Igbos fight for marginalisation in Nigeria but has no collective strength or teeth to bite.

Igbos how long are you going to fight for your relevance in Nigeria?

How long are you going to fight for a functional airport, rail networks and other structural establishments that underpin sustainable development?

How long are you prepared to wait for your enemy to guide you to your destiny?

Oh Igbos!
Where are your leaders?

Unfortunately, none of them live and work in Igbo land. If you wish to save the future of your children, your identity, your generation and your race then you need freedom and that freedom is Biafra.

Ukpana Okpoko gburu bu nti chiri ya!

By Chime Eze

The Igbo: We die for causes, not for personalities

Written by Emeka Maduewesi

~on fb. 28th September, 2016.

The Igbo will never die for anyone. We will not even riot for anyone. But the Igbo will die for any cause they believe in because the Igbo have a true sense of justice and a determination to obtain it.

The Igbo will not riot because one of their own lost an election. Operation Wetie was the Western response to a massively rigged 1965 election. The Yoruba doused fellow Yorubas in petrol and burnt them alife. Properties were burnt with occupants. The Igbo will never do this.

In 1983, the Yoruba went on a rampage again over the massive rigging by NPN. Lifes were lost and properties destroyed. The riots were over personalities.

Contrast that with Anambra State where Chief Emeka Ojukwu was rigged out by his own NPN, who also rigged out Chief Jim Nwobodo. The Igbo did not protest because the goat's head is still in the goat's bag.

In the North, ba muso was the battle cry when Sultan Dasuki was imposed on the Sokoto Caliphate. The riot and protest lasted for days and crippled economic activities.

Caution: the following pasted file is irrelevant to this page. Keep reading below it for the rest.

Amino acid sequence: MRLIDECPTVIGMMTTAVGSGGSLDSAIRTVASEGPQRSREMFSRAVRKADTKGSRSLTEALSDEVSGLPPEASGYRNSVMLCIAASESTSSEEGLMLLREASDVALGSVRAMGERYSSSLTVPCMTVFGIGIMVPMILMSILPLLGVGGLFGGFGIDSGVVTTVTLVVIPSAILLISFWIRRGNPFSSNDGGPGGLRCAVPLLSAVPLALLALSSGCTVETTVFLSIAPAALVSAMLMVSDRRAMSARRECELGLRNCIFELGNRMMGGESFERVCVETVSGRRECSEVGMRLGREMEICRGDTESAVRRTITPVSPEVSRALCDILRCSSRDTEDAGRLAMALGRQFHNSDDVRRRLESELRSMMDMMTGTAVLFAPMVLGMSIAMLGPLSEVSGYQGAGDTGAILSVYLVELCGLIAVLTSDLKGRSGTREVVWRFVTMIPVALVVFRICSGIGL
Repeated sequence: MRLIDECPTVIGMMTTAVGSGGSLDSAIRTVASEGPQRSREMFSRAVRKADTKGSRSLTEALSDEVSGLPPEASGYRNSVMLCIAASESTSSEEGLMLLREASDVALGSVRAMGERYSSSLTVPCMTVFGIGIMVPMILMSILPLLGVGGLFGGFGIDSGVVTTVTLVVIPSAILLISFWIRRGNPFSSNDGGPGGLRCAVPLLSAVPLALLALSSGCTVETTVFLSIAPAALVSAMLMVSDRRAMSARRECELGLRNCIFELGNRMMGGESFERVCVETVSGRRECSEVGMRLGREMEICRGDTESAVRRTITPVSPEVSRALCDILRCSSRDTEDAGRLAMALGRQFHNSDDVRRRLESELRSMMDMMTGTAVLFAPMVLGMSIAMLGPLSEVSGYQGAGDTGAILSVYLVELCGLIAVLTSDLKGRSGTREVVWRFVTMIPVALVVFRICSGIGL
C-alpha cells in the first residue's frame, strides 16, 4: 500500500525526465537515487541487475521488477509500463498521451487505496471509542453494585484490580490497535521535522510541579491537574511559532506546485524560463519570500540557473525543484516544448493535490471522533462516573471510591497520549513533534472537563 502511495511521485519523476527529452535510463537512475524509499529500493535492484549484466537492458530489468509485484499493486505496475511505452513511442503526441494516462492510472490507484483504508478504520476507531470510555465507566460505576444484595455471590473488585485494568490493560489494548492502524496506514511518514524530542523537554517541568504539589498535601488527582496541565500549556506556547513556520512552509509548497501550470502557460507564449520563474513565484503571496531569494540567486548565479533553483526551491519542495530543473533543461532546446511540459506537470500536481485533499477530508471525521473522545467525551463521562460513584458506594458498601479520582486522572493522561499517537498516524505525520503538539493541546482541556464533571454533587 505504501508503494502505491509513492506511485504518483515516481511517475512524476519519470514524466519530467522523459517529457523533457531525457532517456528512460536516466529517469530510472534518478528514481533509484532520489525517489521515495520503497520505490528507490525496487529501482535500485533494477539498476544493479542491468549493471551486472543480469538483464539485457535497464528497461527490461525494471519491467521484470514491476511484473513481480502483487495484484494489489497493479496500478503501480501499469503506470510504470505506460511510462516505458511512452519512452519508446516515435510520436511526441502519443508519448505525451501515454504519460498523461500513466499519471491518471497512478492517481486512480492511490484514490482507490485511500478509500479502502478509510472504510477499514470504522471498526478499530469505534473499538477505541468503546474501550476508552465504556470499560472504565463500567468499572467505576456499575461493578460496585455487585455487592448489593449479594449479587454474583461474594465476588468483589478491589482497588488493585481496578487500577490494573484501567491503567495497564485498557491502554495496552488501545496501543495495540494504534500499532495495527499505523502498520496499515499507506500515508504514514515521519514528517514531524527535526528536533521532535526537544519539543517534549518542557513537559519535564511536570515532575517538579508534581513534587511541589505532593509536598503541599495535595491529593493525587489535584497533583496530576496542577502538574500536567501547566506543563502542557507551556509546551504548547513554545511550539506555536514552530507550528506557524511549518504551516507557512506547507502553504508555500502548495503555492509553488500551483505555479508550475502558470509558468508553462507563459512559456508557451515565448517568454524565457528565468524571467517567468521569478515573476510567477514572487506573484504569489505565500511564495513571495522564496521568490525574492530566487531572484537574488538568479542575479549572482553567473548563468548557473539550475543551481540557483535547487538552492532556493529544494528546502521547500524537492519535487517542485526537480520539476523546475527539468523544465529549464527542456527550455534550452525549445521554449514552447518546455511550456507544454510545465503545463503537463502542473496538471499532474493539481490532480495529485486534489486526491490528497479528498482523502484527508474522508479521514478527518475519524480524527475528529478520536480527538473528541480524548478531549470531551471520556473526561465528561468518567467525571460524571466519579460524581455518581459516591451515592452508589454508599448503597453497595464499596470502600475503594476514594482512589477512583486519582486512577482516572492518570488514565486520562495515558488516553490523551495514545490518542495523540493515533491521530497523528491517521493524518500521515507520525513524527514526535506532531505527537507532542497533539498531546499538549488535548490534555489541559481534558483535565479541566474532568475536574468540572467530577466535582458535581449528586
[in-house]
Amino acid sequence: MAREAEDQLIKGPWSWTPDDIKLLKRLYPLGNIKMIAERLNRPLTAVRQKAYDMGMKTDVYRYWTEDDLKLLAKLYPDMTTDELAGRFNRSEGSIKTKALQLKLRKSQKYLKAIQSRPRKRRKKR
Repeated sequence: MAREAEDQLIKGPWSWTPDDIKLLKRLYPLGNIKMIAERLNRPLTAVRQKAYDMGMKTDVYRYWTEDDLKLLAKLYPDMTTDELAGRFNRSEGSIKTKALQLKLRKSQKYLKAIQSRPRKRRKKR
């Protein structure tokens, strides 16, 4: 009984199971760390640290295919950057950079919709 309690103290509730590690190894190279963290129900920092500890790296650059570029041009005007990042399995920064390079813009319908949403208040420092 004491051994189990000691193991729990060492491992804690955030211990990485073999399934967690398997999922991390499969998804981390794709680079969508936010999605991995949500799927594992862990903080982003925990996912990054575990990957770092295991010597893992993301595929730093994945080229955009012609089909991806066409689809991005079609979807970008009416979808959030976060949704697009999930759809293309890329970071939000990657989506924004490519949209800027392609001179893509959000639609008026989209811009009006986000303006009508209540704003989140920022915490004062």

The Igbo will riot over issues and causes. The Aba Women Riot was over Tax. The Enugu coal mine riot was about conditions of service. The Ekumeku Uprising was over British colonialization.

Those of "Ekumeku" ancestry - Umu Eze Chima and Umu Nri - were at the forefront of the struggles for Nigerian independence, with people like Dr. A A Nwafor Orizu and Chief Osita Agwuna serving prison terms. Any struggles the parents could not conclude is continued by the children by other means.

The Biafran war was a response to the genocide. The war in fact was brought upon us. The battlefield was Eastern Region. The war ended in 1970 but the issues and causes were not resolved. That is where we are today.

The Igbo will also jointly rise to fight evil in their midst. They did it in Onitsha in the 1980's, Owerri in the 90's, and with Bakkassi in the 2000.

The Igbo will not die for any man. But the Igbo will stand by any man who symbolizes their cause and their pursuit of justice. Even if the man dies, the struggle continues, and like the Ekumeku warriors, the children will pick up the baton from their parents.

This is the Igbo I know, the Igbo I am, and the Igbo we are. This is my story. Feel free to tell yours.


"My boy, may you live to your full potential, ascend to a dizzy height as is possible for anyone of your political description in your era to rise. May you be acknowledged world-wide as you rise as an eagle atop trees, float among the clouds, preside over the affairs of fellow men.... as leaders of all countries pour into Nigeria to breathe into her ear.

But then, Chuba, if it is not the tradition of our people that elders are roundly insulted by young men of the world, as you have unjustly done to me, may your reign come to an abrupt and shattering close. As you look ahead, Chuba, as you see the horizon, dedicating a great marble palace that is the envy of the world, toasted by the most powerful men in the land, may the great big hand snatch it away from you. Just as you look forward to hosting the world’s most powerful leader and shaking his hands, as you begin to smell the recognition and leadership of the Igbo people, may the crown fall off your head and your political head fall off your shoulders.

None of my words will come to pass, Chuba, until you have risen to the very height of your power and glory and health, but then you will be hounded and humiliated and disgraced out of office, your credibility and your name in tatters forever...”